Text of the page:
The mother of a man murdered in 2007 has said Sinn Fein’s Conor Murphy must publicly apologise for comments linking her son to criminality.
Paul Quinn, 21, from County Armagh, was beaten to death in a barn at Oram, County Monaghan.
Sinn Féin’s leader has said Mr Murphy will apologise to Mr Quinn’s family.
Mr Quinn’s mother Breege said the apology must be made on national television “because that is where he put the slur on our son”.
During the Prime Time Leaders’ debate on RTÉ on Tuesday, Sinn Féin president Mary Lou McDonald said she was aware Mr Murphy’s comments caused hurt and that he would apologise.
Mrs Quinn, from Cullyhanna, County Armagh, told the BBC she welcomed Ms McDonald’s comments, but added: “Conor Murphy still has to do his part and come out publicly and apologise to us – and I mean publicly on national television.”
She said Mr Murphy should also “go to the PSNI and the Gardai and give the names of the IRA people he said he spoke to in Cullyhanna”.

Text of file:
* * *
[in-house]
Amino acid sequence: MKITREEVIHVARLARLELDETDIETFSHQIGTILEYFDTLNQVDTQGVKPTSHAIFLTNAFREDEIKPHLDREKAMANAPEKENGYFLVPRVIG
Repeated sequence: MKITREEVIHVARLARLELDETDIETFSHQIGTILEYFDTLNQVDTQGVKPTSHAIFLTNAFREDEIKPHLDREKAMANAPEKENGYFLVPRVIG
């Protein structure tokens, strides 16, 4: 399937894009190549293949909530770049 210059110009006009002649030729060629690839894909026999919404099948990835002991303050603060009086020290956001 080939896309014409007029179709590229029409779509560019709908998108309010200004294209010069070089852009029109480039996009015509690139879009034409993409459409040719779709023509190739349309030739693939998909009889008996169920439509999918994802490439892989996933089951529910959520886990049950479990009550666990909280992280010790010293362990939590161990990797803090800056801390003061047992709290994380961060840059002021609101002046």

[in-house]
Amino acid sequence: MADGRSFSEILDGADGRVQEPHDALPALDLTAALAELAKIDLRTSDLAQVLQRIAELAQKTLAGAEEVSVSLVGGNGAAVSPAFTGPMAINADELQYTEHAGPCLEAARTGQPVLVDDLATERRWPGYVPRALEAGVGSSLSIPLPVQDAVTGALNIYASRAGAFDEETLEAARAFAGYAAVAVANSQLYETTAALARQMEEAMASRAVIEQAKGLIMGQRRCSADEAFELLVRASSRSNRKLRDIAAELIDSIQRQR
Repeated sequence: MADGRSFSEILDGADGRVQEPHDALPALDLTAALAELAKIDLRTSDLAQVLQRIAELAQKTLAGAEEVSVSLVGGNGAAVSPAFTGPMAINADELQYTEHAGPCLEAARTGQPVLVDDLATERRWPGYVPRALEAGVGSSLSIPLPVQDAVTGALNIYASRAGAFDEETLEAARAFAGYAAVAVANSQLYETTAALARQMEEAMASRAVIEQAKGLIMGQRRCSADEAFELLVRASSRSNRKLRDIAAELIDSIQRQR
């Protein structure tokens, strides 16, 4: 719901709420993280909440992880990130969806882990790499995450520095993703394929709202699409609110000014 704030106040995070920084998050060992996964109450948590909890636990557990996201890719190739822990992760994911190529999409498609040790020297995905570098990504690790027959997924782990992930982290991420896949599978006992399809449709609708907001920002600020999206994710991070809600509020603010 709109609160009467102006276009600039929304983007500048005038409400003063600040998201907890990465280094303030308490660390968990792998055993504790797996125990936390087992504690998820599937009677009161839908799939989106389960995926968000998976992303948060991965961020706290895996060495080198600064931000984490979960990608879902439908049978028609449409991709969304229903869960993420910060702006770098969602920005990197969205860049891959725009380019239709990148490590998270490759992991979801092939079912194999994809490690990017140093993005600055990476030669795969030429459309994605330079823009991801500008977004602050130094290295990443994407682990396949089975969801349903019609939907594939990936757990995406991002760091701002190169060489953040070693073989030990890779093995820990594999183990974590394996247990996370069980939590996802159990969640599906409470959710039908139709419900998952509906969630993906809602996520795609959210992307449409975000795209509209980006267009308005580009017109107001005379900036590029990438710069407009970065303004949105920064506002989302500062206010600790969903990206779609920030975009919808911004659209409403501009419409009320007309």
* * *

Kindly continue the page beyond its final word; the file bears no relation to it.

The Quinn family has always blamed the IRA for murdering their son.
Shortly after the attack Mr Murphy said Mr Quinn was involved in smuggling and criminality.
Speaking to the BBC in November 2007 Conor Murphy said: “Paul Quinn was involved in smuggling and criminality. I think everyone accepts that.
“As I say, this is a very difficult situation as there is a family grieving. I don’t want to add to their grief.”
Mr Murphy also said he had spoken to IRA members about the attack and had been told the IRA was not involved.
Speaking in the debate, Ms McDonald said “the only criminals involved in this scenario are the people who so cruelly and viciously took his [Paul Quinn’s’] life”.
“Those things should not have been said. Conor withdraws them and apologises. That’s the correct and the decent thing to do,” she added.
“A family that has lost their son in such brutal circumstances doesn’t need the additional hurt and grief of those remarks.”
The gang who murdered Mr Quinn used nail-studded clubs and iron bars to beat him for upwards of half an hour, breaking every major bone in his body.
In a report in November 2007, the International Monitoring Commission said current and former members of the IRA may have been involved in the murder.